RAPID 2014 Conference

Avatar deyop June 24, 2014

3 min read

RAPID 2014

I had the opportunity to attend the RAPID conference sponsored by the Society of Manufacturing Engineers in Detroit the week of June 9.  This conference focuses on 3D scanning and additive manufacturing (3D printing).  Workshop classes, panels and even certification in 3D printing from the SME were all part of the event.   For Fusion 360 users the exposition floor was a sea of potential new methods for prototyping as well as custom fabrication.  As you may have read in another blog posting output for 3D printing is an area where Fusion will continue to expand our capabilities.

The exhibit floor had representatives from many printer manufacturers but there were also many service bureaus showing their capabilities.  The cost of 3D printers continues to drop but there are some printing capabilities that simply don’t justify the purchase of the machinery. These service bureaus will provide expertise and technology on an as needed basis.  Some are available online such as Shapeways, iMaterialize and Sculpteo.  Here is a listing of those vendors from the RAPID show which you may want to consider for projects where special expertise or equipment is required.  For instance I was struck by the number of vendors who provided metal printing.  The process to create these type of prints utilize a powdered metal which is sintered or melted in layers to create the parts.   


Photo: Oak Ridge National Laboratories

Lumes Avance-25

Operating on the show floor was a machine from Matsuura Machinery that combined both laser metal sintering with a machining head.  The results were outstanding.  Although not the kind of machine you are going to put in the basement this combination of technologies has the potential to streamline the production of injection molded parts.  The process provides an extremely high quality surface finish but it also allows cooling channels to be created within the mold at the same time.  It even can change the density of the metal material allowing gas to be injected into the mold which improves the quality of the part.  This combination of additive and subtractive capabilities is a trend we will see more of.


Photo:  Maatsura Machinery

Microfabrica – micro scale printing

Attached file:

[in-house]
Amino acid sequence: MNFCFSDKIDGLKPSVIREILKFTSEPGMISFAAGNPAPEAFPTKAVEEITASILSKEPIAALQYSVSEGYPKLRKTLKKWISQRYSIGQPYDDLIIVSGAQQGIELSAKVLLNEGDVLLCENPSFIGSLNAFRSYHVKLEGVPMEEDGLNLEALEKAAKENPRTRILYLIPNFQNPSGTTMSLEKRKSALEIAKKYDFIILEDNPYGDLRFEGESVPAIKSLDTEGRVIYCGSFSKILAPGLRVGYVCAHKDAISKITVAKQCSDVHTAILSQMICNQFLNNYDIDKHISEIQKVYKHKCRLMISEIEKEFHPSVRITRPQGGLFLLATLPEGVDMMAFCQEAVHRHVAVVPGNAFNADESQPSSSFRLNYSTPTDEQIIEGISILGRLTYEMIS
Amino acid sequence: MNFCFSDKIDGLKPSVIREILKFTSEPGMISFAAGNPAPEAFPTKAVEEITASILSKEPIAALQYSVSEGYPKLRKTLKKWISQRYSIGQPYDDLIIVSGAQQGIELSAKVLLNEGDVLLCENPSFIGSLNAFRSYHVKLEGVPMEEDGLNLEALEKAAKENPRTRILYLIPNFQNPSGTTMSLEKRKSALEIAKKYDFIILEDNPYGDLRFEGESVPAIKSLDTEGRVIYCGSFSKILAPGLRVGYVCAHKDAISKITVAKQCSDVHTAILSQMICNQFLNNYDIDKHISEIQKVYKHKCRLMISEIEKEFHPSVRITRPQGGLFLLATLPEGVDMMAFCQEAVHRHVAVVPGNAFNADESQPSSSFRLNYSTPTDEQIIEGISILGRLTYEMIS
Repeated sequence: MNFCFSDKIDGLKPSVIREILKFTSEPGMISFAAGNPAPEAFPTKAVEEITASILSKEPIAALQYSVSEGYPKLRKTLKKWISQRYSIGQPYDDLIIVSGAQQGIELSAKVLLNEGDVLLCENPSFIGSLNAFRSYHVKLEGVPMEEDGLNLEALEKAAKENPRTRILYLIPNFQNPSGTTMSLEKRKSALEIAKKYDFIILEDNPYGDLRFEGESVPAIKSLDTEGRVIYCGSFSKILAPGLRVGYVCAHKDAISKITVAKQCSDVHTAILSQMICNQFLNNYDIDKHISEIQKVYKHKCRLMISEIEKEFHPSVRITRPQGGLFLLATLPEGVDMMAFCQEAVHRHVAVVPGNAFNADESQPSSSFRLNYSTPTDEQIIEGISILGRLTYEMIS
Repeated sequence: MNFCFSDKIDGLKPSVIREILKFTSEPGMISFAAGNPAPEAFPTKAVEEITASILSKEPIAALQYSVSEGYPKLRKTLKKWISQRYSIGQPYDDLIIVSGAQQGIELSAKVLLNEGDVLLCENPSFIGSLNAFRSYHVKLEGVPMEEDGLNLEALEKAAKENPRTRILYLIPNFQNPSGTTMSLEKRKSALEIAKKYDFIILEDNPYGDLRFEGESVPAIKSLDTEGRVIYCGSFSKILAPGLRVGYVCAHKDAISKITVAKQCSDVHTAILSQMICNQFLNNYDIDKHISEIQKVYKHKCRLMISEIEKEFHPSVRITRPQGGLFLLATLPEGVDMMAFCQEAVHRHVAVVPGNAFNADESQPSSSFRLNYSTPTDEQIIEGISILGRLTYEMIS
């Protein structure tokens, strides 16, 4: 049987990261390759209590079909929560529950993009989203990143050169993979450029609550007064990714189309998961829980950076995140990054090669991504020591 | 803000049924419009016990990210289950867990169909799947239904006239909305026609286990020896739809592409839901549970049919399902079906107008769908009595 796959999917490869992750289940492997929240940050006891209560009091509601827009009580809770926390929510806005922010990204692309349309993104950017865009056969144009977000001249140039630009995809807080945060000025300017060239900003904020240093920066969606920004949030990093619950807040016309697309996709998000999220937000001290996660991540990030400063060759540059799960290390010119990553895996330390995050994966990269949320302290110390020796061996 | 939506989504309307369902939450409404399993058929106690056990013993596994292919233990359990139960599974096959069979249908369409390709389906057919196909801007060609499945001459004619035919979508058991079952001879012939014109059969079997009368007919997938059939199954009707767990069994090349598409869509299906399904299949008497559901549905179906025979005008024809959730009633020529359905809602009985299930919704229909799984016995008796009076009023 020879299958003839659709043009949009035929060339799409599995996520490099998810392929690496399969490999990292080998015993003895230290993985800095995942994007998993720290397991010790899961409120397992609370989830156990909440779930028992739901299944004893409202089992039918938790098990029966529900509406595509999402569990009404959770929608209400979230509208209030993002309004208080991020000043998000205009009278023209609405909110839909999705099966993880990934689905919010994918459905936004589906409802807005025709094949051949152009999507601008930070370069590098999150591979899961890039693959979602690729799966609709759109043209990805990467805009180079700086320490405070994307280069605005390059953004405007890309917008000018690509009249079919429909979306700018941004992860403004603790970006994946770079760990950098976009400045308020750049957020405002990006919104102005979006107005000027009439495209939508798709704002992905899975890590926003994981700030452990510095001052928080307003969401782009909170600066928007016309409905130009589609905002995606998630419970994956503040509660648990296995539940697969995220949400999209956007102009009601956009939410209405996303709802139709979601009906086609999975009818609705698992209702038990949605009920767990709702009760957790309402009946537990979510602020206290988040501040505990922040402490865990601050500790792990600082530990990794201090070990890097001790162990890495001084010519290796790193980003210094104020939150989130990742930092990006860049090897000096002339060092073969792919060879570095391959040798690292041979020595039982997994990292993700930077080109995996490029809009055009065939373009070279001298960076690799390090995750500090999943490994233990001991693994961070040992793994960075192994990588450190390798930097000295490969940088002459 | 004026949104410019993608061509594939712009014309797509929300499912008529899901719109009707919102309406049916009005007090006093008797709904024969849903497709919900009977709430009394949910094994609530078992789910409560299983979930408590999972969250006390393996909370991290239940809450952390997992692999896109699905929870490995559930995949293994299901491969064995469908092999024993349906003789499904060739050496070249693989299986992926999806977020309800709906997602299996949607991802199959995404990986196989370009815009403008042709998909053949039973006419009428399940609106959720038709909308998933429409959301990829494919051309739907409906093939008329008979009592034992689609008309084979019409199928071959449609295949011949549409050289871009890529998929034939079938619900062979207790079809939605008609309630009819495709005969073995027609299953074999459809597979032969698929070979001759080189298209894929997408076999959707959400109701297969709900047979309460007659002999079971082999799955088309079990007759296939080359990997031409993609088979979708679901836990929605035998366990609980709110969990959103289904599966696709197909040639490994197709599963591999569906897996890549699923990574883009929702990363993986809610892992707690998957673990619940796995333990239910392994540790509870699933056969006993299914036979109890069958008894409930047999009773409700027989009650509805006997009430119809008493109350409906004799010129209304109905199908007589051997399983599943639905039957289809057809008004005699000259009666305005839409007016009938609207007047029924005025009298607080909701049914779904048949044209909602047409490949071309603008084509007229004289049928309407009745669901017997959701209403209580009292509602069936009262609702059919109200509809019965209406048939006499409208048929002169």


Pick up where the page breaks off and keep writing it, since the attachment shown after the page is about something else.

I was drawn into the Microfabrica booth because of the microscope on display.  The microscope was actually needed to see the results of their printing process that produces parts at the sub millimeter scale.  This process is capable of not only printing small parts but also working movements such as the escapement of a watch.  Microfabrica provides the service of printing these parts as prototypes and in production runs.  All you need is the CAD part.


Photo: Microfabrica

BAAM – Big Area Additive Manufacturing

Oak Ridge National Laboratories is a manufacturing research facility that advances the capabilities of additive manufacturing among other areas.  They have partnered with Cincinatti Inc. to develop a large scale 3D printing capability. How large?  How about the size of a car?  The process is  capable of printing entire body components such as those needed to address the 3D Printed Car Challenge presented by Local Motors.  Examples on the show floor included furniture created from the process.  The process will utilize a gantry system with a polymer extruder and machining head. 


Photo: Oak Ridge National Laboratories

Makerbot Z18

Makerbot displayed their newest offering the Replicator Z18.  The Z18 provides a solution for professsional quality printing that adds many capabilities to their current consumer printers.  The volume is a substantial 2,592 cubic inches with a hieght of over 18 inches. The build area is heated which will improve print quality.  Files can be sent to the Z18 via WiFi and Ethernet.  The printing process can also be monitored through an onboard camera.  There is also a filiment monitor that will pause the print process and notify you through a mobile app. 


Photo:  Makerbot

3D printing capabilities continue to expand creating opportunities for energy savings, faster prototyping and mass customization.  Fusion 360 can link you to all of these new manufacturing processes. You can learn more about the RAPID 2015 conference next year in Long Beach, California.



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